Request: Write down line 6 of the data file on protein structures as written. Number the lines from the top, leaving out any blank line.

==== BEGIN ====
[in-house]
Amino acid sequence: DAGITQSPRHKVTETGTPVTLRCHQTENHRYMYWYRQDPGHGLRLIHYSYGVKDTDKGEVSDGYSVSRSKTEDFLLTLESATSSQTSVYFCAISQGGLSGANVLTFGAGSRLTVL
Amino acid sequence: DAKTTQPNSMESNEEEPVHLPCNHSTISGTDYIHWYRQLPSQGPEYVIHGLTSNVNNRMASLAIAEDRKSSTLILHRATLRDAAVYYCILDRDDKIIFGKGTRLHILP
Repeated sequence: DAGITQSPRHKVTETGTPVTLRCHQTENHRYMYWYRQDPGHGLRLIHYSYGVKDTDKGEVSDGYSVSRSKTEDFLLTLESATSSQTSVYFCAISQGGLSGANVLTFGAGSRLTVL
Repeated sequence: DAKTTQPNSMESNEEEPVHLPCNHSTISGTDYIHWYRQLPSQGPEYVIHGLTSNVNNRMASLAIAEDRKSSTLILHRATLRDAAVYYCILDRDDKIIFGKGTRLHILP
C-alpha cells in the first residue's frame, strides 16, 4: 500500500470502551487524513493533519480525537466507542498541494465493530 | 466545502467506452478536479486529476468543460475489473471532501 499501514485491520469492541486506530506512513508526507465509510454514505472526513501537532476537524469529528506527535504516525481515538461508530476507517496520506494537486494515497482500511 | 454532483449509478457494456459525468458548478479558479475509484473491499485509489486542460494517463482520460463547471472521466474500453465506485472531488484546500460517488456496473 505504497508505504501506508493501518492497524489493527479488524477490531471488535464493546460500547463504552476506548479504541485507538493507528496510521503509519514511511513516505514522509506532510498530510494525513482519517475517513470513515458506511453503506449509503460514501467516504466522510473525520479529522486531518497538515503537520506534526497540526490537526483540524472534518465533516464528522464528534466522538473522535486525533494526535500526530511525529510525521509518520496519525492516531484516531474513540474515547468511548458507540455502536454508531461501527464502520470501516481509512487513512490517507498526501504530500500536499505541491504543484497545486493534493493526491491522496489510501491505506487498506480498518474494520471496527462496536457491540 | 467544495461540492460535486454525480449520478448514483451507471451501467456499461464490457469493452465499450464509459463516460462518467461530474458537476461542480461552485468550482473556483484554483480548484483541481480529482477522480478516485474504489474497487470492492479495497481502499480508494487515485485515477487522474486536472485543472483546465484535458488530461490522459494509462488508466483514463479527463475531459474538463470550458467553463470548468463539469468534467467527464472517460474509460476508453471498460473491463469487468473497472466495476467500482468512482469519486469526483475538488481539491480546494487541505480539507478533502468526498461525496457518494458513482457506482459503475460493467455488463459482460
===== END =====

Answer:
C-alpha cells in the first residue's frame, strides 16, 4: 500500500470502551487524513493533519480525537466507542498541494465493530 | 466545502467506452478536479486529476468543460475489473471532501 499501514485491520469492541486506530506512513508526507465509510454514505472526513501537532476537524469529528506527535504516525481515538461508530476507517496520506494537486494515497482500511 | 454532483449509478457494456459525468458548478479558479475509484473491499485509489486542460494517463482520460463547471472521466474500453465506485472531488484546500460517488456496473 505504497508505504501506508493501518492497524489493527479488524477490531471488535464493546460500547463504552476506548479504541485507538493507528496510521503509519514511511513516505514522509506532510498530510494525513482519517475517513470513515458506511453503506449509503460514501467516504466522510473525520479529522486531518497538515503537520506534526497540526490537526483540524472534518465533516464528522464528534466522538473522535486525533494526535500526530511525529510525521509518520496519525492516531484516531474513540474515547468511548458507540455502536454508531461501527464502520470501516481509512487513512490517507498526501504530500500536499505541491504543484497545486493534493493526491491522496489510501491505506487498506480498518474494520471496527462496536457491540 | 467544495461540492460535486454525480449520478448514483451507471451501467456499461464490457469493452465499450464509459463516460462518467461530474458537476461542480461552485468550482473556483484554483480548484483541481480529482477522480478516485474504489474497487470492492479495497481502499480508494487515485485515477487522474486536472485543472483546465484535458488530461490522459494509462488508466483514463479527463475531459474538463470550458467553463470548468463539469468534467467527464472517460474509460476508453471498460473491463469487468473497472466495476467500482468512482469519486469526483475538488481539491480546494487541505480539507478533502468526498461525496457518494458513482457506482459503475460493467455488463459482460